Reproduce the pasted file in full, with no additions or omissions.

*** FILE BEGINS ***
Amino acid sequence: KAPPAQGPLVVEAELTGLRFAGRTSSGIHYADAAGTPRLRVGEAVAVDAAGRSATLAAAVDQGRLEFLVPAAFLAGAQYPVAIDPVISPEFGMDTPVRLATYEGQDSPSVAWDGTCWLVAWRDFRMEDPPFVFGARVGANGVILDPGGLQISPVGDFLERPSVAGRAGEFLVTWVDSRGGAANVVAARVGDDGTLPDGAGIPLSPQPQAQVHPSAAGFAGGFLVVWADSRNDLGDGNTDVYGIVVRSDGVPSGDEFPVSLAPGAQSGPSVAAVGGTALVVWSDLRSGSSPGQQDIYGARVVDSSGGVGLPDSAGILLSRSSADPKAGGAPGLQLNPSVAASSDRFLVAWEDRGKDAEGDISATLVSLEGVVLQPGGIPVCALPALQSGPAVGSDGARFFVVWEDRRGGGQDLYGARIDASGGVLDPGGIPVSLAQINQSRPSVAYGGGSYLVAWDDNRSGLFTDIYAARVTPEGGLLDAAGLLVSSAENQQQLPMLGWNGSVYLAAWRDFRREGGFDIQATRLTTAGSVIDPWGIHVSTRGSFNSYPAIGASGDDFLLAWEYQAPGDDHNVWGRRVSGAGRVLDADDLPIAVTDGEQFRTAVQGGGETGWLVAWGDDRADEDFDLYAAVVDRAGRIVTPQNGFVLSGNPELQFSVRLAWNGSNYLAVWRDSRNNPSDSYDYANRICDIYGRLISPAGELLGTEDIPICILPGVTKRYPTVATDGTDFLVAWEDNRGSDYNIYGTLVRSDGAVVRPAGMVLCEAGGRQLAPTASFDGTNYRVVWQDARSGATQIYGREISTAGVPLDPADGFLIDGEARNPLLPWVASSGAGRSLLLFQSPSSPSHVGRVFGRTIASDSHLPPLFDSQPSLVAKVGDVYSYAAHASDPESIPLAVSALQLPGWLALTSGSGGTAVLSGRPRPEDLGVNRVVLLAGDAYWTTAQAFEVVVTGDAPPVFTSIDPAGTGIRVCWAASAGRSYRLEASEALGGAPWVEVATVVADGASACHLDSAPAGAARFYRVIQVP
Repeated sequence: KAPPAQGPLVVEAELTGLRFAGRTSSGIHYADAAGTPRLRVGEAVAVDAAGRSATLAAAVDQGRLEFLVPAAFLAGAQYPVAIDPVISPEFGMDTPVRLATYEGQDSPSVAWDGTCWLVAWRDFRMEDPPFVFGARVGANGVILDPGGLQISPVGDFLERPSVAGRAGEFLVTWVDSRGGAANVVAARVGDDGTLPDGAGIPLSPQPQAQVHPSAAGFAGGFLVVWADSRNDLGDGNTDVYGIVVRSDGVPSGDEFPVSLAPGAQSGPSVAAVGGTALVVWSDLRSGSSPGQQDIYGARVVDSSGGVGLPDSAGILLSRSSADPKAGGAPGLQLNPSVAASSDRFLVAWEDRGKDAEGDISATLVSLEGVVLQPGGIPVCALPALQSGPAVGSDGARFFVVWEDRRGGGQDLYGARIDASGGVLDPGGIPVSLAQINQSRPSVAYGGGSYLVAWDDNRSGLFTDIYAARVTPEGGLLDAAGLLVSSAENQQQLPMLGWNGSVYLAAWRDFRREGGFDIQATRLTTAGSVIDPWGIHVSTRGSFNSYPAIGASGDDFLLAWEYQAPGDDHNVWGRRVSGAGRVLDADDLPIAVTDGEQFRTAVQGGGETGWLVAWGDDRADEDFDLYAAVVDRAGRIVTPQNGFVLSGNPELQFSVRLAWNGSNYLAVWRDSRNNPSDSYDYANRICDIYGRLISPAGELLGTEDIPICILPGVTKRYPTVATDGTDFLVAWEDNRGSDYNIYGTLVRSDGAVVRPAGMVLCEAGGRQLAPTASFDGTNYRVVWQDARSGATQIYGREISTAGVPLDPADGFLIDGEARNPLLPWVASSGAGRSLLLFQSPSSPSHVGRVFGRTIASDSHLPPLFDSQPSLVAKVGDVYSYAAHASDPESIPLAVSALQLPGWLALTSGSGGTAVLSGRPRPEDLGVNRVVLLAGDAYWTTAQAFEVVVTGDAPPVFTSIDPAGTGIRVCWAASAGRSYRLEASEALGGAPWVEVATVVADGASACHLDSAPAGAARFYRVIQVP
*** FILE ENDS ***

Amino acid sequence: KAPPAQGPLVVEAELTGLRFAGRTSSGIHYADAAGTPRLRVGEAVAVDAAGRSATLAAAVDQGRLEFLVPAAFLAGAQYPVAIDPVISPEFGMDTPVRLATYEGQDSPSVAWDGTCWLVAWRDFRMEDPPFVFGARVGANGVILDPGGLQISPVGDFLERPSVAGRAGEFLVTWVDSRGGAANVVAARVGDDGTLPDGAGIPLSPQPQAQVHPSAAGFAGGFLVVWADSRNDLGDGNTDVYGIVVRSDGVPSGDEFPVSLAPGAQSGPSVAAVGGTALVVWSDLRSGSSPGQQDIYGARVVDSSGGVGLPDSAGILLSRSSADPKAGGAPGLQLNPSVAASSDRFLVAWEDRGKDAEGDISATLVSLEGVVLQPGGIPVCALPALQSGPAVGSDGARFFVVWEDRRGGGQDLYGARIDASGGVLDPGGIPVSLAQINQSRPSVAYGGGSYLVAWDDNRSGLFTDIYAARVTPEGGLLDAAGLLVSSAENQQQLPMLGWNGSVYLAAWRDFRREGGFDIQATRLTTAGSVIDPWGIHVSTRGSFNSYPAIGASGDDFLLAWEYQAPGDDHNVWGRRVSGAGRVLDADDLPIAVTDGEQFRTAVQGGGETGWLVAWGDDRADEDFDLYAAVVDRAGRIVTPQNGFVLSGNPELQFSVRLAWNGSNYLAVWRDSRNNPSDSYDYANRICDIYGRLISPAGELLGTEDIPICILPGVTKRYPTVATDGTDFLVAWEDNRGSDYNIYGTLVRSDGAVVRPAGMVLCEAGGRQLAPTASFDGTNYRVVWQDARSGATQIYGREISTAGVPLDPADGFLIDGEARNPLLPWVASSGAGRSLLLFQSPSSPSHVGRVFGRTIASDSHLPPLFDSQPSLVAKVGDVYSYAAHASDPESIPLAVSALQLPGWLALTSGSGGTAVLSGRPRPEDLGVNRVVLLAGDAYWTTAQAFEVVVTGDAPPVFTSIDPAGTGIRVCWAASAGRSYRLEASEALGGAPWVEVATVVADGASACHLDSAPAGAARFYRVIQVP
Repeated sequence: KAPPAQGPLVVEAELTGLRFAGRTSSGIHYADAAGTPRLRVGEAVAVDAAGRSATLAAAVDQGRLEFLVPAAFLAGAQYPVAIDPVISPEFGMDTPVRLATYEGQDSPSVAWDGTCWLVAWRDFRMEDPPFVFGARVGANGVILDPGGLQISPVGDFLERPSVAGRAGEFLVTWVDSRGGAANVVAARVGDDGTLPDGAGIPLSPQPQAQVHPSAAGFAGGFLVVWADSRNDLGDGNTDVYGIVVRSDGVPSGDEFPVSLAPGAQSGPSVAAVGGTALVVWSDLRSGSSPGQQDIYGARVVDSSGGVGLPDSAGILLSRSSADPKAGGAPGLQLNPSVAASSDRFLVAWEDRGKDAEGDISATLVSLEGVVLQPGGIPVCALPALQSGPAVGSDGARFFVVWEDRRGGGQDLYGARIDASGGVLDPGGIPVSLAQINQSRPSVAYGGGSYLVAWDDNRSGLFTDIYAARVTPEGGLLDAAGLLVSSAENQQQLPMLGWNGSVYLAAWRDFRREGGFDIQATRLTTAGSVIDPWGIHVSTRGSFNSYPAIGASGDDFLLAWEYQAPGDDHNVWGRRVSGAGRVLDADDLPIAVTDGEQFRTAVQGGGETGWLVAWGDDRADEDFDLYAAVVDRAGRIVTPQNGFVLSGNPELQFSVRLAWNGSNYLAVWRDSRNNPSDSYDYANRICDIYGRLISPAGELLGTEDIPICILPGVTKRYPTVATDGTDFLVAWEDNRGSDYNIYGTLVRSDGAVVRPAGMVLCEAGGRQLAPTASFDGTNYRVVWQDARSGATQIYGREISTAGVPLDPADGFLIDGEARNPLLPWVASSGAGRSLLLFQSPSSPSHVGRVFGRTIASDSHLPPLFDSQPSLVAKVGDVYSYAAHASDPESIPLAVSALQLPGWLALTSGSGGTAVLSGRPRPEDLGVNRVVLLAGDAYWTTAQAFEVVVTGDAPPVFTSIDPAGTGIRVCWAASAGRSYRLEASEALGGAPWVEVATVVADGASACHLDSAPAGAARFYRVIQVP